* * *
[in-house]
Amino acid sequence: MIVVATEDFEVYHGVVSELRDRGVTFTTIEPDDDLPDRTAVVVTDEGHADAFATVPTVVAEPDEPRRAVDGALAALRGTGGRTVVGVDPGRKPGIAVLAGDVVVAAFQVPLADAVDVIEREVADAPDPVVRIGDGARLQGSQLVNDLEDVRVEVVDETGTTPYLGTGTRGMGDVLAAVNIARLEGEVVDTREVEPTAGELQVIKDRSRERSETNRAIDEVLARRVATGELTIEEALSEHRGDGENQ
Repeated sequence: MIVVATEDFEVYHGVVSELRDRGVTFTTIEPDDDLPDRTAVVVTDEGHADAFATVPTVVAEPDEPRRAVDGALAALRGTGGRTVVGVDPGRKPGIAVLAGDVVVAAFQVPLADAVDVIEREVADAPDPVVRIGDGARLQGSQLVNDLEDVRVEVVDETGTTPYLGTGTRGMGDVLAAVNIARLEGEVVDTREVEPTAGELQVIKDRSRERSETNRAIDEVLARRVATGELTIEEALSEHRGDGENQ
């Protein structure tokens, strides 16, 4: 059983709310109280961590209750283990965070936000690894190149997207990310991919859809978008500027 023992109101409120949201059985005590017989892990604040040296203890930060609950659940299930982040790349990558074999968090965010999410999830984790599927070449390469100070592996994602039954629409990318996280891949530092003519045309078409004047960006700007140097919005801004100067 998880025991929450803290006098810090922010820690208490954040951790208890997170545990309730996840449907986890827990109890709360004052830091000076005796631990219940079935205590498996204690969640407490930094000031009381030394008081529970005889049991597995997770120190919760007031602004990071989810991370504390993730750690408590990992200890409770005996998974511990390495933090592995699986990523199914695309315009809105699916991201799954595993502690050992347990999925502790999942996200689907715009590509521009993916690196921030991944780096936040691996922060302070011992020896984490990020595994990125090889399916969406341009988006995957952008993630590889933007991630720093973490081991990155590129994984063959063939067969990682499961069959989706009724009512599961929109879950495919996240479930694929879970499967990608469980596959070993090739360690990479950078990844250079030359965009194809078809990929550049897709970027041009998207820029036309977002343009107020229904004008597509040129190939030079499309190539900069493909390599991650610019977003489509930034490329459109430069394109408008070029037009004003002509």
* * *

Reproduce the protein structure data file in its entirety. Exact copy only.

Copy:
[in-house]
Amino acid sequence: MIVVATEDFEVYHGVVSELRDRGVTFTTIEPDDDLPDRTAVVVTDEGHADAFATVPTVVAEPDEPRRAVDGALAALRGTGGRTVVGVDPGRKPGIAVLAGDVVVAAFQVPLADAVDVIEREVADAPDPVVRIGDGARLQGSQLVNDLEDVRVEVVDETGTTPYLGTGTRGMGDVLAAVNIARLEGEVVDTREVEPTAGELQVIKDRSRERSETNRAIDEVLARRVATGELTIEEALSEHRGDGENQ
Repeated sequence: MIVVATEDFEVYHGVVSELRDRGVTFTTIEPDDDLPDRTAVVVTDEGHADAFATVPTVVAEPDEPRRAVDGALAALRGTGGRTVVGVDPGRKPGIAVLAGDVVVAAFQVPLADAVDVIEREVADAPDPVVRIGDGARLQGSQLVNDLEDVRVEVVDETGTTPYLGTGTRGMGDVLAAVNIARLEGEVVDTREVEPTAGELQVIKDRSRERSETNRAIDEVLARRVATGELTIEEALSEHRGDGENQ
């Protein structure tokens, strides 16, 4: 059983709310109280961590209750283990965070936000690894190149997207990310991919859809978008500027 023992109101409120949201059985005590017989892990604040040296203890930060609950659940299930982040790349990558074999968090965010999410999830984790599927070449390469100070592996994602039954629409990318996280891949530092003519045309078409004047960006700007140097919005801004100067 998880025991929450803290006098810090922010820690208490954040951790208890997170545990309730996840449907986890827990109890709360004052830091000076005796631990219940079935205590498996204690969640407490930094000031009381030394008081529970005889049991597995997770120190919760007031602004990071989810991370504390993730750690408590990992200890409770005996998974511990390495933090592995699986990523199914695309315009809105699916991201799954595993502690050992347990999925502790999942996200689907715009590509521009993916690196921030991944780096936040691996922060302070011992020896984490990020595994990125090889399916969406341009988006995957952008993630590889933007991630720093973490081991990155590129994984063959063939067969990682499961069959989706009724009512599961929109879950495919996240479930694929879970499967990608469980596959070993090739360690990479950078990844250079030359965009194809078809990929550049897709970027041009998207820029036309977002343009107020229904004008597509040129190939030079499309190539900069493909390599991650610019977003489509930034490329459109430069394109408008070029037009004003002509």